The long-standing view that government cannot take your property, without fairly compensating you for that property, dates back to the Magna Carta. This foundational principle can be found in Blackstone’s “Commentaries on the Law of England” as well as in Sir John Locke’s “Two Treatises on Government.”
The writings of Locke, in particular, heavily influenced our Founding Fathers. Therefore, it is no surprise that Locke’s property rights views found their way in to the Fifth Amendment to the U.S. Constitution which proclaims that no person shall “be deprived of life, liberty or property, without due process of law; nor shall private property be taken for public use, without just compensation.”
In light of this bedrock legal principle, the State of Florida must now deal with the legal consequences of passing the constitutional amendment banning greyhound racing. When the amendment is fully implemented up to 10,000 people will lose their livelihood and up to 15,000 racing greyhounds will be retired. All of the property used in the greyhound racing industry (including the racing dog themselves) will be rendered valueless as a result of the passage of the amendment.
In 2015, the U.S. Supreme Court in Horne v. Department of Agriculture held that the Takings Clause of the Constitution doesn’t just apply to real property — it also applies to personal property. This means that racing greyhound dog owners are entitled to “just compensation” for their dogs. Greyhound race tracks are entitled to just compensation for their tracks, grandstands and tote boards. Greyhound kennel operators are entitled to just compensation for their kennels. When the state puts someone out of business — there are financial consequences.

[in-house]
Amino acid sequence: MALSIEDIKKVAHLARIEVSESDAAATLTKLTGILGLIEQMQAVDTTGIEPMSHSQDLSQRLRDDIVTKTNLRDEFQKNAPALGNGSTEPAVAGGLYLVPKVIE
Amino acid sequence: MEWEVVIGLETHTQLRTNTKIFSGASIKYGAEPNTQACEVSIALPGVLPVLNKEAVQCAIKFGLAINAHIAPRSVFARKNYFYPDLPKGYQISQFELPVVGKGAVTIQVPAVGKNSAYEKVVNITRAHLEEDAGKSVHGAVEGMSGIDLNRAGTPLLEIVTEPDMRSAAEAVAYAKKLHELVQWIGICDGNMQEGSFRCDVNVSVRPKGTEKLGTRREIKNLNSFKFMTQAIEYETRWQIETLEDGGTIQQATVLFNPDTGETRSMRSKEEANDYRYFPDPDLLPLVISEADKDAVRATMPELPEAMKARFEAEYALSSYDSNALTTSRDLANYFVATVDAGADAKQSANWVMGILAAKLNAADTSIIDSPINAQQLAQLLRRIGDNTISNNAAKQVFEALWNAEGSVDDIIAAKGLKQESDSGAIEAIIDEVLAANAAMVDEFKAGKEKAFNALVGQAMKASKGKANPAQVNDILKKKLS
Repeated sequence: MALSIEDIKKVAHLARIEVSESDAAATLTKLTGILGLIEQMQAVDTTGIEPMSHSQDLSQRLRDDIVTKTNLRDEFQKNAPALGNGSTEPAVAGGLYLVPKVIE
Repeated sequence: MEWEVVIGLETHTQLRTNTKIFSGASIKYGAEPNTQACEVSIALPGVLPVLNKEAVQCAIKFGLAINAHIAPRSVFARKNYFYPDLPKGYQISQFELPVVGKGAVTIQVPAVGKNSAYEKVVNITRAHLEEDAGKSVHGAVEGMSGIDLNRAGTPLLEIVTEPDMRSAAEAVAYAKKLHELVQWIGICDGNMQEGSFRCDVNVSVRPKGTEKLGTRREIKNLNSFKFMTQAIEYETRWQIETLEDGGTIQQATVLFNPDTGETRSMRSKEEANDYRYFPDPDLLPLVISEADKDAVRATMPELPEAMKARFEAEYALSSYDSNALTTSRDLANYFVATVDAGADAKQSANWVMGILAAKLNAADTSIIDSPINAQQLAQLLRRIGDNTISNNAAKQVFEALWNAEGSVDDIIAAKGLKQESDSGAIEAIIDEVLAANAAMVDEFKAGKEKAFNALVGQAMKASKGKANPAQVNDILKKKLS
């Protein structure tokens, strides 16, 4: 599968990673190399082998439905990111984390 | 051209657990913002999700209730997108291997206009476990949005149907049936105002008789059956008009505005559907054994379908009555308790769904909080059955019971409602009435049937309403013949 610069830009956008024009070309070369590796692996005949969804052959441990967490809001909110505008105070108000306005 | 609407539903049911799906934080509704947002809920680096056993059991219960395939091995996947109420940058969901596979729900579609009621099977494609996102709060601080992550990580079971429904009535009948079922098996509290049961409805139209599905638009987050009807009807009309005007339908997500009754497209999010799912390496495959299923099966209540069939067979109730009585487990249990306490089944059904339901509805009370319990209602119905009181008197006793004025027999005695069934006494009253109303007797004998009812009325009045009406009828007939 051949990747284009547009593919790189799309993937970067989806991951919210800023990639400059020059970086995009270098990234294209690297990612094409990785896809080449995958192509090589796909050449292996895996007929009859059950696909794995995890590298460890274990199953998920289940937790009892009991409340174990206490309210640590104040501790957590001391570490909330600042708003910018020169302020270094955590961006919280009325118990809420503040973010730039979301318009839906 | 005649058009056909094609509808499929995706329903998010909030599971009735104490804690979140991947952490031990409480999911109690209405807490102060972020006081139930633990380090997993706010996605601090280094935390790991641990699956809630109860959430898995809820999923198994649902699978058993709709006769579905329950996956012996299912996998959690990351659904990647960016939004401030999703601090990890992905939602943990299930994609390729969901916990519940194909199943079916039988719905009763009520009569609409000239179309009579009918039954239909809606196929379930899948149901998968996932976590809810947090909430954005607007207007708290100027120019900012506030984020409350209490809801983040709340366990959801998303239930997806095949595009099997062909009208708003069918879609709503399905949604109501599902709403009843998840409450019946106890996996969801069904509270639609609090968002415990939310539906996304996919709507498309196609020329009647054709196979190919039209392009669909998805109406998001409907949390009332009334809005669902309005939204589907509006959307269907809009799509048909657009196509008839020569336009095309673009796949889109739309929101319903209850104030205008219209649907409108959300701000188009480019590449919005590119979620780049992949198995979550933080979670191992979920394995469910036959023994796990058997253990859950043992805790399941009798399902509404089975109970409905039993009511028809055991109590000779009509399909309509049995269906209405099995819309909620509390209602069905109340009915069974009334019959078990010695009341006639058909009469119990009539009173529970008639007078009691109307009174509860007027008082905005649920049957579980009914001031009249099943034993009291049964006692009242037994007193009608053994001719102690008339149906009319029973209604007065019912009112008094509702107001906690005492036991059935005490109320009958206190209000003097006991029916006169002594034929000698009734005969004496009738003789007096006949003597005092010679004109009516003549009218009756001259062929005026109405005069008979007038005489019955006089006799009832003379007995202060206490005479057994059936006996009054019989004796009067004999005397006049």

The State of Florida has been down this path before. When the voters passed a constitutional amendment in 1994 to ban net fishing more than 15,000 fill net fishers were put out of business. Realizing its financial obligation to the fishermen, the Florida Legislature passed the “Net Ban Assistance Program” which included $20 million to buy back nets, millions of dollars for job training, and millions more to compensate fisherman for lost income.
Eight years later the voters of Florida passed the “Pregnant Pig” amendment which prevents confinement of pigs during pregnancy. Steve Basford, one of two pig farmers in Florida that were essentially put out of business by the amendment filed suit to recover compensation for his personal property that was rendered useless when the amendment passed. Ultimately, the State of Florida paid Mr. Basford more than $1 million as just compensation for his losses.
Now the state has an obligation to compensate racing greyhound owners and others financially harmed by passage of the greyhound amendment. Just compensation for the taking of property is a long-standing legal principle in our country.
It is not optional — it is constitutional.
Jeff Kottkamp is an attorney with more than 30 years’ experience. He is also an Adjunct Professor at the Florida State University College of Law. From 2007 to 2011, Kottkamp served as Florida’s 17th Lt. Governor.